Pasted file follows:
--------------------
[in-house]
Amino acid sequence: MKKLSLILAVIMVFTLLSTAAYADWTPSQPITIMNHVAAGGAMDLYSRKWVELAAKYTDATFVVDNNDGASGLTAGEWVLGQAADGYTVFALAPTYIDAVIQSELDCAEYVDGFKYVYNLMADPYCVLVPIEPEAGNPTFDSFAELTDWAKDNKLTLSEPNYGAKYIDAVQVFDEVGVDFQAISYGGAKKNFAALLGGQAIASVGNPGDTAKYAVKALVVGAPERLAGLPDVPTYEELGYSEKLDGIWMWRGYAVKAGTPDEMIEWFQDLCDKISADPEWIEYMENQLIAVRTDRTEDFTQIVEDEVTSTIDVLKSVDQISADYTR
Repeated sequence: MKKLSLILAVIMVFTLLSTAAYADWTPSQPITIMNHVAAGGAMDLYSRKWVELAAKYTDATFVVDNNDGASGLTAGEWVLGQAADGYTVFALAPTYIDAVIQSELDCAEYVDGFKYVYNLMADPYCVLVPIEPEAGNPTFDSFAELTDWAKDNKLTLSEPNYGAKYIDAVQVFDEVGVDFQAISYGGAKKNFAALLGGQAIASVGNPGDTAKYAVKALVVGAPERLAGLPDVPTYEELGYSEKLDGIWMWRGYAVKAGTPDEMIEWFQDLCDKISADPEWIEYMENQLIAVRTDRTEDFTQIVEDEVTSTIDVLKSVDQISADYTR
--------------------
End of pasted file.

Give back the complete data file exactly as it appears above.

[in-house]
Amino acid sequence: MKKLSLILAVIMVFTLLSTAAYADWTPSQPITIMNHVAAGGAMDLYSRKWVELAAKYTDATFVVDNNDGASGLTAGEWVLGQAADGYTVFALAPTYIDAVIQSELDCAEYVDGFKYVYNLMADPYCVLVPIEPEAGNPTFDSFAELTDWAKDNKLTLSEPNYGAKYIDAVQVFDEVGVDFQAISYGGAKKNFAALLGGQAIASVGNPGDTAKYAVKALVVGAPERLAGLPDVPTYEELGYSEKLDGIWMWRGYAVKAGTPDEMIEWFQDLCDKISADPEWIEYMENQLIAVRTDRTEDFTQIVEDEVTSTIDVLKSVDQISADYTR
Repeated sequence: MKKLSLILAVIMVFTLLSTAAYADWTPSQPITIMNHVAAGGAMDLYSRKWVELAAKYTDATFVVDNNDGASGLTAGEWVLGQAADGYTVFALAPTYIDAVIQSELDCAEYVDGFKYVYNLMADPYCVLVPIEPEAGNPTFDSFAELTDWAKDNKLTLSEPNYGAKYIDAVQVFDEVGVDFQAISYGGAKKNFAALLGGQAIASVGNPGDTAKYAVKALVVGAPERLAGLPDVPTYEELGYSEKLDGIWMWRGYAVKAGTPDEMIEWFQDLCDKISADPEWIEYMENQLIAVRTDRTEDFTQIVEDEVTSTIDVLKSVDQISADYTR